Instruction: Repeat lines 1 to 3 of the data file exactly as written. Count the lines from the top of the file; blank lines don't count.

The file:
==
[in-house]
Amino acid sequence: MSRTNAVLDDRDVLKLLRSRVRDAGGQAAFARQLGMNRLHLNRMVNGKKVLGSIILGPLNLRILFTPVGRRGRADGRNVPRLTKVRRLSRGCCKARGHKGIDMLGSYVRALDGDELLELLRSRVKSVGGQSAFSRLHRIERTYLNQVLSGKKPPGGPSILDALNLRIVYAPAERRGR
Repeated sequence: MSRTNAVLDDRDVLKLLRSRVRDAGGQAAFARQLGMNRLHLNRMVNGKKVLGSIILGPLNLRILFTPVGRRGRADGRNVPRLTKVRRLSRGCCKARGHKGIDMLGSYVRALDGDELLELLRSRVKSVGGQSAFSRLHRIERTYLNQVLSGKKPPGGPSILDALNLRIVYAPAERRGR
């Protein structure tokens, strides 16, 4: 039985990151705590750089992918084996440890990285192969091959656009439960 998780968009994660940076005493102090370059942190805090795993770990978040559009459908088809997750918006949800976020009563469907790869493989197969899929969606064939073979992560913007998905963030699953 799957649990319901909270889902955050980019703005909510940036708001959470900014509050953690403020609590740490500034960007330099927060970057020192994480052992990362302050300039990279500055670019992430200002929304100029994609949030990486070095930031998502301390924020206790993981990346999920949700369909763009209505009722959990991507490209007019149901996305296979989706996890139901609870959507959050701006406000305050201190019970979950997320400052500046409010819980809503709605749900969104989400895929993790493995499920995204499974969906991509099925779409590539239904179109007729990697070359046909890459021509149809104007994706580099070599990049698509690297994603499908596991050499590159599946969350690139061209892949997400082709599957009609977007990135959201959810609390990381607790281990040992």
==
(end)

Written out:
[in-house]
Amino acid sequence: MSRTNAVLDDRDVLKLLRSRVRDAGGQAAFARQLGMNRLHLNRMVNGKKVLGSIILGPLNLRILFTPVGRRGRADGRNVPRLTKVRRLSRGCCKARGHKGIDMLGSYVRALDGDELLELLRSRVKSVGGQSAFSRLHRIERTYLNQVLSGKKPPGGPSILDALNLRIVYAPAERRGR
Repeated sequence: MSRTNAVLDDRDVLKLLRSRVRDAGGQAAFARQLGMNRLHLNRMVNGKKVLGSIILGPLNLRILFTPVGRRGRADGRNVPRLTKVRRLSRGCCKARGHKGIDMLGSYVRALDGDELLELLRSRVKSVGGQSAFSRLHRIERTYLNQVLSGKKPPGGPSILDALNLRIVYAPAERRGR